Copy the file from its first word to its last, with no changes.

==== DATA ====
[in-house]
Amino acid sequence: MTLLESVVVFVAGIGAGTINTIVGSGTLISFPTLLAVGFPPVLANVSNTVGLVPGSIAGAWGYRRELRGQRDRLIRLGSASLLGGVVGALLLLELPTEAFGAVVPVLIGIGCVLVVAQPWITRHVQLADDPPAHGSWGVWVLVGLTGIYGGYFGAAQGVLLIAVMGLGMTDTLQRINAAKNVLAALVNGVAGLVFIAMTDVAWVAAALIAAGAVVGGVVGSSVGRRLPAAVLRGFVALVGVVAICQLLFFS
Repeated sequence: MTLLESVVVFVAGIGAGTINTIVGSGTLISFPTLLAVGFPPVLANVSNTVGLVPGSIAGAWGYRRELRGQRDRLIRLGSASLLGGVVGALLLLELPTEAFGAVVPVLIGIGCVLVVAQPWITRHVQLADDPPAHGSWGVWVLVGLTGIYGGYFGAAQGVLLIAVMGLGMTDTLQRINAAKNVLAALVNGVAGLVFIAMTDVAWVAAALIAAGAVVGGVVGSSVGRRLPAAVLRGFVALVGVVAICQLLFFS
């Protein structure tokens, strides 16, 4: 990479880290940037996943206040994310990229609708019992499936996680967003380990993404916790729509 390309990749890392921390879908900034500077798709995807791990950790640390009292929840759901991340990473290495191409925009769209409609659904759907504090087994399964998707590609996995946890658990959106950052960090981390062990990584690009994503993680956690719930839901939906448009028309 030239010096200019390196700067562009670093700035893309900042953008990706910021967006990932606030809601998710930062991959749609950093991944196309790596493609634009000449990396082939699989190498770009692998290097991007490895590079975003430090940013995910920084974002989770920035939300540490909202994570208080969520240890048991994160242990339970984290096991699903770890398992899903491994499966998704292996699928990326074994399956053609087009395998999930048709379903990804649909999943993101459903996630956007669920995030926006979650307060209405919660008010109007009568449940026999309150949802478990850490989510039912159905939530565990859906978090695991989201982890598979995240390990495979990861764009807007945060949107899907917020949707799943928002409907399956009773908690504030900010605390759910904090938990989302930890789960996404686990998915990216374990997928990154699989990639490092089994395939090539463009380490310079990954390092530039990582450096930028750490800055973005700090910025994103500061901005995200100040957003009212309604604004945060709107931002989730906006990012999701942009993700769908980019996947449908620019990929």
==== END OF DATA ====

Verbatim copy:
[in-house]
Amino acid sequence: MTLLESVVVFVAGIGAGTINTIVGSGTLISFPTLLAVGFPPVLANVSNTVGLVPGSIAGAWGYRRELRGQRDRLIRLGSASLLGGVVGALLLLELPTEAFGAVVPVLIGIGCVLVVAQPWITRHVQLADDPPAHGSWGVWVLVGLTGIYGGYFGAAQGVLLIAVMGLGMTDTLQRINAAKNVLAALVNGVAGLVFIAMTDVAWVAAALIAAGAVVGGVVGSSVGRRLPAAVLRGFVALVGVVAICQLLFFS
Repeated sequence: MTLLESVVVFVAGIGAGTINTIVGSGTLISFPTLLAVGFPPVLANVSNTVGLVPGSIAGAWGYRRELRGQRDRLIRLGSASLLGGVVGALLLLELPTEAFGAVVPVLIGIGCVLVVAQPWITRHVQLADDPPAHGSWGVWVLVGLTGIYGGYFGAAQGVLLIAVMGLGMTDTLQRINAAKNVLAALVNGVAGLVFIAMTDVAWVAAALIAAGAVVGGVVGSSVGRRLPAAVLRGFVALVGVVAICQLLFFS
């Protein structure tokens, strides 16, 4: 990479880290940037996943206040994310990229609708019992499936996680967003380990993404916790729509 390309990749890392921390879908900034500077798709995807791990950790640390009292929840759901991340990473290495191409925009769209409609659904759907504090087994399964998707590609996995946890658990959106950052960090981390062990990584690009994503993680956690719930839901939906448009028309 030239010096200019390196700067562009670093700035893309900042953008990706910021967006990932606030809601998710930062991959749609950093991944196309790596493609634009000449990396082939699989190498770009692998290097991007490895590079975003430090940013995910920084974002989770920035939300540490909202994570208080969520240890048991994160242990339970984290096991699903770890398992899903491994499966998704292996699928990326074994399956053609087009395998999930048709379903990804649909999943993101459903996630956007669920995030926006979650307060209405919660008010109007009568449940026999309150949802478990850490989510039912159905939530565990859906978090695991989201982890598979995240390990495979990861764009807007945060949107899907917020949707799943928002409907399956009773908690504030900010605390759910904090938990989302930890789960996404686990998915990216374990997928990154699989990639490092089994395939090539463009380490310079990954390092530039990582450096930028750490800055973005700090910025994103500061901005995200100040957003009212309604604004945060709107931002989730906006990012999701942009993700769908980019996947449908620019990929």